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Cyclones? Don't blame climate change
ABC Science Online
Tuesday, 21 February 2006
Cyclones will affect more people as coastal populations boom, according to the latest scientific statement (Image: Reuters/Carlos Barria)
Climate change can't be blamed for any of the events that made the past tropical cyclone season the worst in recent times, a report by a group of international experts says.
"No single high impact tropical cyclone event of 2004 and 2005 can be directly attributed to global warming," it says in a report submitted to the World Meteorological Organization's (WMO) Commission for Atmospheric Sciences, which is meeting in South Africa .
Dr John McBride is a principal research scientist at Australia's Bureau of Meteorology and reports to the WMO on the effects of climate change on tropical weather.
He is also chair of the international WMO committee that produced the report.
McBride says the report came as an attempt to separate fact from fiction in relation to recent controversy about the role of climate change in producing tropical cyclones.
McBride says there's no doubt that the latest season was the most ferocious in recent times, with a series of vicious cyclones including Hurricane Katrina that devastated New Orleans.
"These last two years were probably the most severe ... since the satellite era began [about 40 years ago]," he says.
But he says evidence linking this to climate change is inconclusive or lacking.
The case against climate change
A current argument suggests that as climate change causes the seas to warm the oceans store more energy that can be harnessed by the wind to form tropical cyclones.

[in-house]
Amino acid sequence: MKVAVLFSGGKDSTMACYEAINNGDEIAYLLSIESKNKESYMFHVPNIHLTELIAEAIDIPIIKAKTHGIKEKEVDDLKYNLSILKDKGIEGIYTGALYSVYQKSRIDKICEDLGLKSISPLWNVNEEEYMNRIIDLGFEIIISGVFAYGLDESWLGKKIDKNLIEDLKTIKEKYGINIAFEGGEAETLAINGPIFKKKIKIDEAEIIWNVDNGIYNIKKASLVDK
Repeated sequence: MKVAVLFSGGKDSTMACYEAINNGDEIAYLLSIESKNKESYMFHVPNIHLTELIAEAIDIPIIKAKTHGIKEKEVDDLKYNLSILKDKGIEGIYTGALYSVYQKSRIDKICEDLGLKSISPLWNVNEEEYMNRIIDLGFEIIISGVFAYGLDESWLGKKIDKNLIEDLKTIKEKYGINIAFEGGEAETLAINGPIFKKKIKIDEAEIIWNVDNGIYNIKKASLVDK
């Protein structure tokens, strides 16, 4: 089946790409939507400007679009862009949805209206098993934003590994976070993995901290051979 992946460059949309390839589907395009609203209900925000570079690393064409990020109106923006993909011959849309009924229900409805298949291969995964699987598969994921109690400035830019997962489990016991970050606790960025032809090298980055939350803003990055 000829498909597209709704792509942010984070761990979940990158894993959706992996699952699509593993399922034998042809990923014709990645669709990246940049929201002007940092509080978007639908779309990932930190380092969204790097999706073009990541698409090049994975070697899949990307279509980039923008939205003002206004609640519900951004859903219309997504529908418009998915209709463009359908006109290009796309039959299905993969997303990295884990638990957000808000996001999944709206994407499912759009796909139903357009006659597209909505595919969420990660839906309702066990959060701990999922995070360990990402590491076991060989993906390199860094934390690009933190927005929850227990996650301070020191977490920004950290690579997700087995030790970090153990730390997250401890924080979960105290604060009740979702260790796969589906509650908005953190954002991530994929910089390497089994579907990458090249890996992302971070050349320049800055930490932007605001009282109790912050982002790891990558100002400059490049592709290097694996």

But this is too simplistic, McBride says.
"There are other conditions that are necessary to be able to tap that energy source, such as the structure of the wind systems," he says.
McBride says there's no proof that cyclones have become more common or will become more frequent in the future, or that they'll take place in more parts of the world.
"Worldwide, there's really no evidence for any change," he says.
He says the report also questions claims that tropical cyclones have become more intense over the past 50 years, saying data used in the past may be inaccurate or incomplete because of limitations with the technology of the day.
The rising damage toll
McBride says it's true that the cost of cyclones, in terms of life and property, appears to be rising.
But he says this is because more people are living on the coast, not because cyclones are becoming more severe.
"There's a public perception that we're getting disasters everywhere and part of this is due to the fact that there are so many people living in vulnerable areas," he says.
"Given no change in tropical cyclone behaviour at all you will still get an increase in insurance damage and the financial scale of damage because of increasing coastal infrastructure."
What is of concern, McBride says, is strong evidence that sea levels are rising.
In this way climate change may have an indirect effect on the potential for tropical cyclones to cause damage because of increasing storm surges from the sea.
This means that even if there is no change in tropical cyclones their potential to cause death and damage will increase if sea levels rise, he says.
zum Portal | Text diskutieren | eingestellt von sadie am 15.03.2006